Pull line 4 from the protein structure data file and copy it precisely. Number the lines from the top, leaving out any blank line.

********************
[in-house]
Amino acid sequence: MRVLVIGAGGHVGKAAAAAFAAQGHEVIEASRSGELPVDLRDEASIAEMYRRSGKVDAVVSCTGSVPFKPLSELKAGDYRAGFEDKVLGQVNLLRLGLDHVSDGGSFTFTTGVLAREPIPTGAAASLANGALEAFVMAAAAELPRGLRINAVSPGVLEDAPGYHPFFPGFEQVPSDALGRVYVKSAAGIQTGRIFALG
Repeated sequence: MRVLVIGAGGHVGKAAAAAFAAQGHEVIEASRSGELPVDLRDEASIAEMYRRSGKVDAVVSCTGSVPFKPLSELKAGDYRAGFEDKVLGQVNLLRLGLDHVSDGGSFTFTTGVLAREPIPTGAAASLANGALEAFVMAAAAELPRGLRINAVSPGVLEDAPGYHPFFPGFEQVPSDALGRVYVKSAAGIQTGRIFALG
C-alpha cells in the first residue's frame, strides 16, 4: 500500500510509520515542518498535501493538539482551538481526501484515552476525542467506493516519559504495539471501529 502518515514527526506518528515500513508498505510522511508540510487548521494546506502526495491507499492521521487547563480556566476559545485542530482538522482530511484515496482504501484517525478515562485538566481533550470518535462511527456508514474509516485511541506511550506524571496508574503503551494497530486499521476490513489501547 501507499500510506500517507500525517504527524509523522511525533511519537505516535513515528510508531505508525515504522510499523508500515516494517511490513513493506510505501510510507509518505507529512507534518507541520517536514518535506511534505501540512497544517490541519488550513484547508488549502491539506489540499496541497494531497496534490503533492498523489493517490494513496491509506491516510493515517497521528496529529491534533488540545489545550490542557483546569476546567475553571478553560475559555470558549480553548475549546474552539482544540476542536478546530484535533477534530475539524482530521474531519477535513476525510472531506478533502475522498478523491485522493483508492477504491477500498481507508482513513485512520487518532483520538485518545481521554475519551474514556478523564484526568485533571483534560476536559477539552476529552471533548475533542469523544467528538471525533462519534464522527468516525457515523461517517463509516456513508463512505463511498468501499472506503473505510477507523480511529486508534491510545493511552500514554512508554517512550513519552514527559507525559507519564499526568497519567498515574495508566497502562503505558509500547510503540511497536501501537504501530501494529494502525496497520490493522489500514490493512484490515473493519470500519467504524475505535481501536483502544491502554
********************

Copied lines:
C-alpha cells in the first residue's frame, strides 16, 4: 500500500510509520515542518498535501493538539482551538481526501484515552476525542467506493516519559504495539471501529 502518515514527526506518528515500513508498505510522511508540510487548521494546506502526495491507499492521521487547563480556566476559545485542530482538522482530511484515496482504501484517525478515562485538566481533550470518535462511527456508514474509516485511541506511550506524571496508574503503551494497530486499521476490513489501547 501507499500510506500517507500525517504527524509523522511525533511519537505516535513515528510508531505508525515504522510499523508500515516494517511490513513493506510505501510510507509518505507529512507534518507541520517536514518535506511534505501540512497544517490541519488550513484547508488549502491539506489540499496541497494531497496534490503533492498523489493517490494513496491509506491516510493515517497521528496529529491534533488540545489545550490542557483546569476546567475553571478553560475559555470558549480553548475549546474552539482544540476542536478546530484535533477534530475539524482530521474531519477535513476525510472531506478533502475522498478523491485522493483508492477504491477500498481507508482513513485512520487518532483520538485518545481521554475519551474514556478523564484526568485533571483534560476536559477539552476529552471533548475533542469523544467528538471525533462519534464522527468516525457515523461517517463509516456513508463512505463511498468501499472506503473505510477507523480511529486508534491510545493511552500514554512508554517512550513519552514527559507525559507519564499526568497519567498515574495508566497502562503505558509500547510503540511497536501501537504501530501494529494502525496497520490493522489500514490493512484490515473493519470500519467504524475505535481501536483502544491502554